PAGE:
The government is continuing to ask for more help from the private sector to defend against cyber attacks. The National Infrastructure Advisory Council (NIAC) recently published a report discussing current cyber threats and urging private companies and executives to join forces with the government to better address those threats. The report proposes “public-private and company-to-company information sharing of cyber threats at network speed,” among other things discussed here.

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DOJ Guidance for Victims of Cybercrime: The Dos and Do Nots of Cyber Preparedness

On April 29, 2015, the Cybersecurity Unit in the Computer Crime and Intellectual Property Section (CCIPS) of the U.S. Department of Justice released a best practices document (Document) for victims of cyber incidents. The Document provides useful and practical tips that will assist organizations, regardless of size and available resources, in creating a cyber-incident response plan and responding quickly and effectively to cyber incidents. It iterates many of the important lessons that federal prosecutors and private sector companies have learned in handling cyber incidents, investigations, prosecutions and recoveries.

Assistant Attorney General Leslie Caldwell delivered a speech at the Criminal Division’s Cybersecurity Industry Roundtable on April 29, 2015, wherein she described the Document as “living,” and one that CCIPS will “continue to update as the challenges and solutions change over time.” Caldwell added that this Document is an example of the assistance CCIPS plans to continue to provide in order to elevate cybersecurity efforts and build better channels of communication with law enforcement.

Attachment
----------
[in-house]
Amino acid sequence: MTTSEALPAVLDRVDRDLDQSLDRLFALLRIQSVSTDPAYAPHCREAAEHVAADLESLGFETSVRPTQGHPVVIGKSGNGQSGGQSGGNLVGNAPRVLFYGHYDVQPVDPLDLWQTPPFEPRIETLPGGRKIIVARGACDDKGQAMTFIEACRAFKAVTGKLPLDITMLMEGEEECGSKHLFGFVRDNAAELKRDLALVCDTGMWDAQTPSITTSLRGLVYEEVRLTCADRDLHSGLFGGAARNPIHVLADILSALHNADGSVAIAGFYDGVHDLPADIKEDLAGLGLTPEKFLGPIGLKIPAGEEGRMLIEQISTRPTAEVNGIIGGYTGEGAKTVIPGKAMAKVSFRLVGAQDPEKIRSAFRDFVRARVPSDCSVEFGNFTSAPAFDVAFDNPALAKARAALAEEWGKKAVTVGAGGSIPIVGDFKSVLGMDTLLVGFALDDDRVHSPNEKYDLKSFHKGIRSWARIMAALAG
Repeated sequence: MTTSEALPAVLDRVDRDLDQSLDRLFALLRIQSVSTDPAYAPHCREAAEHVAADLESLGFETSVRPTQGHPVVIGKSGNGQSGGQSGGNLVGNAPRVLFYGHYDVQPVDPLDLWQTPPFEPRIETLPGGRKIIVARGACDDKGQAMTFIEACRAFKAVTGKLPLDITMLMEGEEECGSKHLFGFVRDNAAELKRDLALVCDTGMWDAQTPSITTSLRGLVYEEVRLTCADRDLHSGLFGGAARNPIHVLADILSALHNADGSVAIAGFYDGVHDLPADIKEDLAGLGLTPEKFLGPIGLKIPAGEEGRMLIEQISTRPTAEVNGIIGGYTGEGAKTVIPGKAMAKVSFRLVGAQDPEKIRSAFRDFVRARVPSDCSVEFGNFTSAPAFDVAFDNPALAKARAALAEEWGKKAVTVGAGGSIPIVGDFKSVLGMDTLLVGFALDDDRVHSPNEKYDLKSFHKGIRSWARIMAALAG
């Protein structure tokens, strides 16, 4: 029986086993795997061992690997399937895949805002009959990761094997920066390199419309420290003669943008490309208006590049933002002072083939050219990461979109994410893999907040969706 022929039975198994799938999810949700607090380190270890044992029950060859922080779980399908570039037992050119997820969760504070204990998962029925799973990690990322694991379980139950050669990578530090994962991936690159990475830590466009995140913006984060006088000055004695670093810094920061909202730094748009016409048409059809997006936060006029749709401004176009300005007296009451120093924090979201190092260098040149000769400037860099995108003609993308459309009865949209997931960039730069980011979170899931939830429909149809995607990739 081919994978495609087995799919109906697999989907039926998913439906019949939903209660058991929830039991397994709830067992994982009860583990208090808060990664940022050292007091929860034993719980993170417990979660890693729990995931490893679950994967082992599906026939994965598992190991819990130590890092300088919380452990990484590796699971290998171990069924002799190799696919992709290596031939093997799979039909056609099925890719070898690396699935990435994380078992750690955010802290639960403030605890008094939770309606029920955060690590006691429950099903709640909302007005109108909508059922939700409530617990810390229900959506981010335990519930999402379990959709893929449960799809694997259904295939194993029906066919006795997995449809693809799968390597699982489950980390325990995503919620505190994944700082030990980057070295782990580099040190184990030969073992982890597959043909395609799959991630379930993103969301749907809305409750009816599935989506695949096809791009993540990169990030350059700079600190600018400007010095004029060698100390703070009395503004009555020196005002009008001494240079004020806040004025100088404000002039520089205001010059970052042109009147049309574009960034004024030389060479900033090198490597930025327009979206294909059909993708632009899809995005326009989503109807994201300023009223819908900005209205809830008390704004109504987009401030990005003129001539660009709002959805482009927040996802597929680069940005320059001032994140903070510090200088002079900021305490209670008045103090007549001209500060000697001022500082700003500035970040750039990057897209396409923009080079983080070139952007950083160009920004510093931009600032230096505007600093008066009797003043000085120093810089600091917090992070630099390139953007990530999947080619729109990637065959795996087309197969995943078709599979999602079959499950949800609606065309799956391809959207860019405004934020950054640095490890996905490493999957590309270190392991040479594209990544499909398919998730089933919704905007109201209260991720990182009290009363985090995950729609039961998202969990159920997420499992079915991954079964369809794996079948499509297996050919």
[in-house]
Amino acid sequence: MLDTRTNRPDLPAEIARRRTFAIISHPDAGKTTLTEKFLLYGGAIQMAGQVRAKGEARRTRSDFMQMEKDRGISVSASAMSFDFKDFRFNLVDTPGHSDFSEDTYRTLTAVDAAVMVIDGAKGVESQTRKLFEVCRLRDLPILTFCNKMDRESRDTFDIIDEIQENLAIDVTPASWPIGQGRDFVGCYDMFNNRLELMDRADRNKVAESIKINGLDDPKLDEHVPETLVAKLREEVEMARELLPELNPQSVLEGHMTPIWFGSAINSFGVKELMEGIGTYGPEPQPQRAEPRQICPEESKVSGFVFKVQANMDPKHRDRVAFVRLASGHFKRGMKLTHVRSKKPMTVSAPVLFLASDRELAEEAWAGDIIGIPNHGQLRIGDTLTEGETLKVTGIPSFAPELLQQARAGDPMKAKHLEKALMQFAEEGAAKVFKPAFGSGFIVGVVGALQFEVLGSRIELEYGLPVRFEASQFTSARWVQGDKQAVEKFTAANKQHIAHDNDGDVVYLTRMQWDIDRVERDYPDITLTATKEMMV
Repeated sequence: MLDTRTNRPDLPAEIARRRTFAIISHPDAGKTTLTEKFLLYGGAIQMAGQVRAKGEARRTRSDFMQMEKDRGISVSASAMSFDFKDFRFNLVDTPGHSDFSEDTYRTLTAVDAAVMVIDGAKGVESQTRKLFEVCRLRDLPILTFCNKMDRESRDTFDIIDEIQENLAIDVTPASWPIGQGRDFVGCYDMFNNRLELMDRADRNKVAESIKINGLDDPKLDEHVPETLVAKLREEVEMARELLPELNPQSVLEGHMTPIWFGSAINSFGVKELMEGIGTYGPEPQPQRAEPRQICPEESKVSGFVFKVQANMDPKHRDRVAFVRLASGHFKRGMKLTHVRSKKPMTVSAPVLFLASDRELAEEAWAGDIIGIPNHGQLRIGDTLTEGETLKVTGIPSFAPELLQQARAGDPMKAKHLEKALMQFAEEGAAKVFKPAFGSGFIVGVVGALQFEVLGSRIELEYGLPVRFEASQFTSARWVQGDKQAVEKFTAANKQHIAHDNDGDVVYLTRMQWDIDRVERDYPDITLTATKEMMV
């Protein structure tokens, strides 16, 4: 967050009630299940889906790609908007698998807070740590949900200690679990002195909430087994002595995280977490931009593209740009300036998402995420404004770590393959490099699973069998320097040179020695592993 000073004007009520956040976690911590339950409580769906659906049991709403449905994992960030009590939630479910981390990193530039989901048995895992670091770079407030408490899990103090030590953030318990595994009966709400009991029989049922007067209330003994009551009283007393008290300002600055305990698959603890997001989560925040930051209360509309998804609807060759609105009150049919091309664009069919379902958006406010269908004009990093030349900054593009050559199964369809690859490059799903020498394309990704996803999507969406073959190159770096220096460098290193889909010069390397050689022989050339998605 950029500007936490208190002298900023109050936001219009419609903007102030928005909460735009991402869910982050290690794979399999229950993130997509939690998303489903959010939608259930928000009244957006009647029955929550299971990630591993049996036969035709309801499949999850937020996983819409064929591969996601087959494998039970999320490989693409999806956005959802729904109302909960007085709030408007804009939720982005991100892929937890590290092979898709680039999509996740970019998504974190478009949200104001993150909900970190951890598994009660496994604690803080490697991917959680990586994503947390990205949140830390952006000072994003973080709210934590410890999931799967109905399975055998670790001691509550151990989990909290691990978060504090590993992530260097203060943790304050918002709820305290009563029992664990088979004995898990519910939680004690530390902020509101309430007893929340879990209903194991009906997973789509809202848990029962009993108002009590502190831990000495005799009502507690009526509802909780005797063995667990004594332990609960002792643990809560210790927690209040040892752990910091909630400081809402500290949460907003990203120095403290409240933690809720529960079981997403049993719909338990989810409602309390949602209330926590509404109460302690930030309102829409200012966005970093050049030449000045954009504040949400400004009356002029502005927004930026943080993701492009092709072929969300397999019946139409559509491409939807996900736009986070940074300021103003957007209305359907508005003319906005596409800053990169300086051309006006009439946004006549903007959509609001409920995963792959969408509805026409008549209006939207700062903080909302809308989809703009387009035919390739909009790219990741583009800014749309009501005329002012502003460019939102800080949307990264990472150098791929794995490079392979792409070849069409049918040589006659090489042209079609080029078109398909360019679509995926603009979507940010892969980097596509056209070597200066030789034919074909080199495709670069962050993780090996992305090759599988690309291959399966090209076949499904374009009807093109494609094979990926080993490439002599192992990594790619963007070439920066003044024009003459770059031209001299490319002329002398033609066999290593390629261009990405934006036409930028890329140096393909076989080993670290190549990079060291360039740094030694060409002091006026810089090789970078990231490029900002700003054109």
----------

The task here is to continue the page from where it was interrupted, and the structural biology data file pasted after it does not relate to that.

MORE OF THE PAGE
Best Practices for Cybersecurity Preparedness

CCIPS recommends eight steps as part of an organization’s pre-planning activities to help limit computer damage, minimize work disruption, and maximize the ability of law enforcement to locate and apprehend perpetrators:

  1. Identify your “Crown Jewels”—an organization’s most valued assets that warrant the most protection.
  2. Have an actionable plan in place before an intrusion occurs—stressing the word “actionable,” CCIPS suggests organizations decide on specific, concrete procedures to follow in the event of a cyber incident.